Climate Science Stories of the Day

From the last day or so, other than what we’ve covered, here are some top climate science stories:

Former Astronaut & Global Warming Denier’s Excellent Cherry Picking

Former astronaut Harrison “Jack” Schmitt has expressed numerous “concerns” about scientific findings  regarding global warming over the years. Findings based on comprehensive scientific analysis. Climate Denial de-crocker Peter Sinclair debunked Schmitt’s claim that “Artic [sic] sea ice has returned to 1989 levels of coverage” in text (plenty of graphs, too, of course) and in a short video on “how to pick a cherry” yesterday. Here’s the video:

And here’s a graph from the post as well… (but better if you take a look at it in the context of the full piece).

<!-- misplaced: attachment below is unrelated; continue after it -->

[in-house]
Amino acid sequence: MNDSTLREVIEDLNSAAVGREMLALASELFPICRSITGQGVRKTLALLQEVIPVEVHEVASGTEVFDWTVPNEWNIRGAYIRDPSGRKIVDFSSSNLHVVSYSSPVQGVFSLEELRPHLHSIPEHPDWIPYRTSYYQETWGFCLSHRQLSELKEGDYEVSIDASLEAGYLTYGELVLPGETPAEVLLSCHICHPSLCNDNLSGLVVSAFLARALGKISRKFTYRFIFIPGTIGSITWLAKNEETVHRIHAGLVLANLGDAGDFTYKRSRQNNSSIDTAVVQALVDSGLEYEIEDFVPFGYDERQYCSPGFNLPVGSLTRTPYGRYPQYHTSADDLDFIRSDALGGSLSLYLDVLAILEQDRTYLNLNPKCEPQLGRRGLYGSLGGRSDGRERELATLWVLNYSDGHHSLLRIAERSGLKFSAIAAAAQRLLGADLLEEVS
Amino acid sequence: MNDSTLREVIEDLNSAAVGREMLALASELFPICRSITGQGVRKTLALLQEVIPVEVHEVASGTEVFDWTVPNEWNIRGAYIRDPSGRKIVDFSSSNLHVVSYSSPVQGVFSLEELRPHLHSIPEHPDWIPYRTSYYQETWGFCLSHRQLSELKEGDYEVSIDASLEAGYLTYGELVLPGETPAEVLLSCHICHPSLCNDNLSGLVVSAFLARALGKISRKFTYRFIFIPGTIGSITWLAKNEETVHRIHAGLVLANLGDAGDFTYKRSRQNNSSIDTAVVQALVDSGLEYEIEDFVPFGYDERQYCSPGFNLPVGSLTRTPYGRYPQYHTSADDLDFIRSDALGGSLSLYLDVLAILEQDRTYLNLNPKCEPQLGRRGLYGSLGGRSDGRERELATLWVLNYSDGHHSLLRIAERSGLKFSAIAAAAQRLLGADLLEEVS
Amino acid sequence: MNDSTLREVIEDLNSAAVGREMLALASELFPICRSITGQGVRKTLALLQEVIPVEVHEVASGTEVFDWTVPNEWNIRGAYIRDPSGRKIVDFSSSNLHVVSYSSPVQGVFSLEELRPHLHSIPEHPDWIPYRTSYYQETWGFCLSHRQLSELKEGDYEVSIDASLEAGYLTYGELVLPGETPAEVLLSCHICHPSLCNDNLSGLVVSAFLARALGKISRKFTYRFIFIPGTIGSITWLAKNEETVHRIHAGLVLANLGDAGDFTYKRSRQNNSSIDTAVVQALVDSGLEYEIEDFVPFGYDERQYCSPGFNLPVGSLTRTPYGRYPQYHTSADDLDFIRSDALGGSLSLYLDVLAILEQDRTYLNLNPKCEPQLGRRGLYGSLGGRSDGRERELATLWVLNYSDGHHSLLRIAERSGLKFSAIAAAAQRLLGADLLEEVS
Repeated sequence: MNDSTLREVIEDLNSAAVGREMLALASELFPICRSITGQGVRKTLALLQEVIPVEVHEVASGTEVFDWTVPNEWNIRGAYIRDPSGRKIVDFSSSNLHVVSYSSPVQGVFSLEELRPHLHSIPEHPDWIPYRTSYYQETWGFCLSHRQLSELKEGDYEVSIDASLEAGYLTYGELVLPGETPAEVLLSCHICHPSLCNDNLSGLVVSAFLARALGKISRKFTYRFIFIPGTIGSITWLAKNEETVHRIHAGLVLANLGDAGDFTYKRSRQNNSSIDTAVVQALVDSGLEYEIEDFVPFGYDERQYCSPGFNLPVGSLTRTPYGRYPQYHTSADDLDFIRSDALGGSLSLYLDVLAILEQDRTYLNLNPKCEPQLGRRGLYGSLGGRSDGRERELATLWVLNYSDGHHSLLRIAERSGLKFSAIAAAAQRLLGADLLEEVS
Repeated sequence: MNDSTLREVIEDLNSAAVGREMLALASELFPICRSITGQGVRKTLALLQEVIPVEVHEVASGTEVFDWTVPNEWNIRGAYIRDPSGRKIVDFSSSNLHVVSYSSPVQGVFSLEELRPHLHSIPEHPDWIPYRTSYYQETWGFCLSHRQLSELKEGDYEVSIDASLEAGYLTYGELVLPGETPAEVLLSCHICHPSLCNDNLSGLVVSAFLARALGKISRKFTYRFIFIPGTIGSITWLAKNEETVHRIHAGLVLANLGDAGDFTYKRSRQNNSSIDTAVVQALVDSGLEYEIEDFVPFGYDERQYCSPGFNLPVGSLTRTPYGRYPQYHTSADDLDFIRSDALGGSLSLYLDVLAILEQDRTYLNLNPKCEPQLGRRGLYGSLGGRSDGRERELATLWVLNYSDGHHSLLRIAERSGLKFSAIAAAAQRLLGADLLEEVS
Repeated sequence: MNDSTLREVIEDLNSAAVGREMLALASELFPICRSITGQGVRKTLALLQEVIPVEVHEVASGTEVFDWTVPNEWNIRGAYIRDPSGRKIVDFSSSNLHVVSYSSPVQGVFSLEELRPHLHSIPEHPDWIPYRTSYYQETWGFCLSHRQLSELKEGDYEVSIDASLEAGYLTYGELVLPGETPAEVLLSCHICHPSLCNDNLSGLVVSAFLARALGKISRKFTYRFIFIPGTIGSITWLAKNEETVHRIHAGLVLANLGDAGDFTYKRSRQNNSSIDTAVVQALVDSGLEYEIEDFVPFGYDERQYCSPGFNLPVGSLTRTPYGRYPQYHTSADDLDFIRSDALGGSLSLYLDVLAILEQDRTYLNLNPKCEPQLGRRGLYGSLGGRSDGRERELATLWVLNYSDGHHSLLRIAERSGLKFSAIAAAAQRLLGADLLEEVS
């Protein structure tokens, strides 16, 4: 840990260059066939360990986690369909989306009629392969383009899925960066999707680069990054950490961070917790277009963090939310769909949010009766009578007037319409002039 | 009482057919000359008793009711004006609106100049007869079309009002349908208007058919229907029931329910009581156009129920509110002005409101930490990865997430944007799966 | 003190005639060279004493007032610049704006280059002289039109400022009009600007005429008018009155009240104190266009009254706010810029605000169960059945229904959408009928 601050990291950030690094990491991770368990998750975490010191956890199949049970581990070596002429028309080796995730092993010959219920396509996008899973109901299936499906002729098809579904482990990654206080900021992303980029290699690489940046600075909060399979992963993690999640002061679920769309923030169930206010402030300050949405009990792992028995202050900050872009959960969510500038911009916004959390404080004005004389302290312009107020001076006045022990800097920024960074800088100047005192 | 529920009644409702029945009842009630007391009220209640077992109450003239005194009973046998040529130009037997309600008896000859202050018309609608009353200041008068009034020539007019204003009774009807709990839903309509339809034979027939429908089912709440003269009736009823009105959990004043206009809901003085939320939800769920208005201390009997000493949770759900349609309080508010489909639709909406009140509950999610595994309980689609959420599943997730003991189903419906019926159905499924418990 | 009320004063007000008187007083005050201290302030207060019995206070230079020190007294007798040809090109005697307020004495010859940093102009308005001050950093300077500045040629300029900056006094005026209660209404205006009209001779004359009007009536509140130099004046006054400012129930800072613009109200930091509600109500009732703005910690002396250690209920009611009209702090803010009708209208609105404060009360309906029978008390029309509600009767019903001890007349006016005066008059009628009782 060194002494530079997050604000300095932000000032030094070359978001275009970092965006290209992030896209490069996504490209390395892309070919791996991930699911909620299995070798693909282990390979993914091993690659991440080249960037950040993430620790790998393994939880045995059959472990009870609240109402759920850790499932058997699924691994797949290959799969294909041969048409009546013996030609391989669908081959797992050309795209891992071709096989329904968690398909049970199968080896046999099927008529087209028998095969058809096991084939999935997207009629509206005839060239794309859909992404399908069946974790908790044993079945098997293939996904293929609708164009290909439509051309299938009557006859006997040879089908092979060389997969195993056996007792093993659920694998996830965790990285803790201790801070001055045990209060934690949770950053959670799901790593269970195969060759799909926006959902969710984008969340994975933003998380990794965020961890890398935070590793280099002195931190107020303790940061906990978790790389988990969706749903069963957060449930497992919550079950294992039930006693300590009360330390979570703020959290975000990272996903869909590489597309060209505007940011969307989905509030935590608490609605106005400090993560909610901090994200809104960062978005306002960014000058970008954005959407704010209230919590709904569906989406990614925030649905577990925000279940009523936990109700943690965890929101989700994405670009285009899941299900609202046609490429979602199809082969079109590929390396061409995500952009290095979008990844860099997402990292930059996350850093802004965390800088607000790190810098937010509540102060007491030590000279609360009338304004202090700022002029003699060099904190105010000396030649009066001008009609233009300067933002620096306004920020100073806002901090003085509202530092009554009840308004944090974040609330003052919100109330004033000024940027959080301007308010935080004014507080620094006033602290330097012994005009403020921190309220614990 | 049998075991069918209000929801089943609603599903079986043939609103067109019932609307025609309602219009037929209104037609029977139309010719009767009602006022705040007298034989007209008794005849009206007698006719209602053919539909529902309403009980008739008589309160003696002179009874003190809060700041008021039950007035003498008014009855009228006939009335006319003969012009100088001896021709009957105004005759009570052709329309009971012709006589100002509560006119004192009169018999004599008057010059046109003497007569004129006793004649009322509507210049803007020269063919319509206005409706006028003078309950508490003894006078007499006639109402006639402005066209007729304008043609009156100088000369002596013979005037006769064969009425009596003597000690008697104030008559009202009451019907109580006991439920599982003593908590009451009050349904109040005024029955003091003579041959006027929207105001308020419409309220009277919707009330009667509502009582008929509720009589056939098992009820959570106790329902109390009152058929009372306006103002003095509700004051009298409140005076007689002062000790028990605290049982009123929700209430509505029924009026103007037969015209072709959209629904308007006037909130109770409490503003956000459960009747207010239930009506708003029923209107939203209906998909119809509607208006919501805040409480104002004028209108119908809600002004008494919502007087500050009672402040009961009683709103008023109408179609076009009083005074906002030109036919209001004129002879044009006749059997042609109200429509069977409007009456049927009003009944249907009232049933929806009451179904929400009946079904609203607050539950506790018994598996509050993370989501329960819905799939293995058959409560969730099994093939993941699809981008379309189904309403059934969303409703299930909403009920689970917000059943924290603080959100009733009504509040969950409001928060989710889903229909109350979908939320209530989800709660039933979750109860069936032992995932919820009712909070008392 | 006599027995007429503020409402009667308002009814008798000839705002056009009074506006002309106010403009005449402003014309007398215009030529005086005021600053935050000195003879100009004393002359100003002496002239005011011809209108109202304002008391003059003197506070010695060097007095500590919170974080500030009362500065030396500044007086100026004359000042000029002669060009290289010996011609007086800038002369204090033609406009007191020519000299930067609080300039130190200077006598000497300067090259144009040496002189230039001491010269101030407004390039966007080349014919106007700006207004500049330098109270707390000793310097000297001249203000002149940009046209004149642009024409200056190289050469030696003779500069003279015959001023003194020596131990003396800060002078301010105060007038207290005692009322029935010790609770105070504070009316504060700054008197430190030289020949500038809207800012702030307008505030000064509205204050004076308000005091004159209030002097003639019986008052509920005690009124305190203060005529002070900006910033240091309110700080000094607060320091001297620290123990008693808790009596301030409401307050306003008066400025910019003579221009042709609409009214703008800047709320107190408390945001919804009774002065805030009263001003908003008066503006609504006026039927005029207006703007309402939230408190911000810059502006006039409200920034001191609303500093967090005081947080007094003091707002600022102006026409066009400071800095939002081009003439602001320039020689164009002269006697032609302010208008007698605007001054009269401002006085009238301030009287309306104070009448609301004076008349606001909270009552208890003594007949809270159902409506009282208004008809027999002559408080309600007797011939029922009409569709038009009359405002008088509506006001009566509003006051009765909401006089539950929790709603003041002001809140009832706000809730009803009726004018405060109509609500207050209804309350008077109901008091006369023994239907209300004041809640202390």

And if you want even more, beyond Sinclair’s good work revealing Schmitt’s mistakes (or disinformation) to the world, Joe Romm of Climate Progress digs even deeper.

Can We Trust Climate Models?

“Increasingly, the Answer is ‘Yes'” Michael D. Lemonick of Climate Central and Yale environment360 says in a lengthy post on climate modeling.

Amazon Sees 3 100-Year Droughts in 15 Years

Confused? Basically, the Amazon has experienced 3 droughts of such a severe scale they would only be expected once every 100 years, statistically. Here’s more from Climate Denial Crock of the Week:

19972005, and now 2010 have brought unprecendented low water levels to the area, damaged crops, impacted food supplies, and killed billions of trees.  The 2010 event may have killed enough trees to eventually release as much CO2 as the United States does in a full year.

A recent study published in Science warned that the ability of the Amazon to remain an important “sink” that soaks up carbon emissions could be jeopardized by continued severe droughts.

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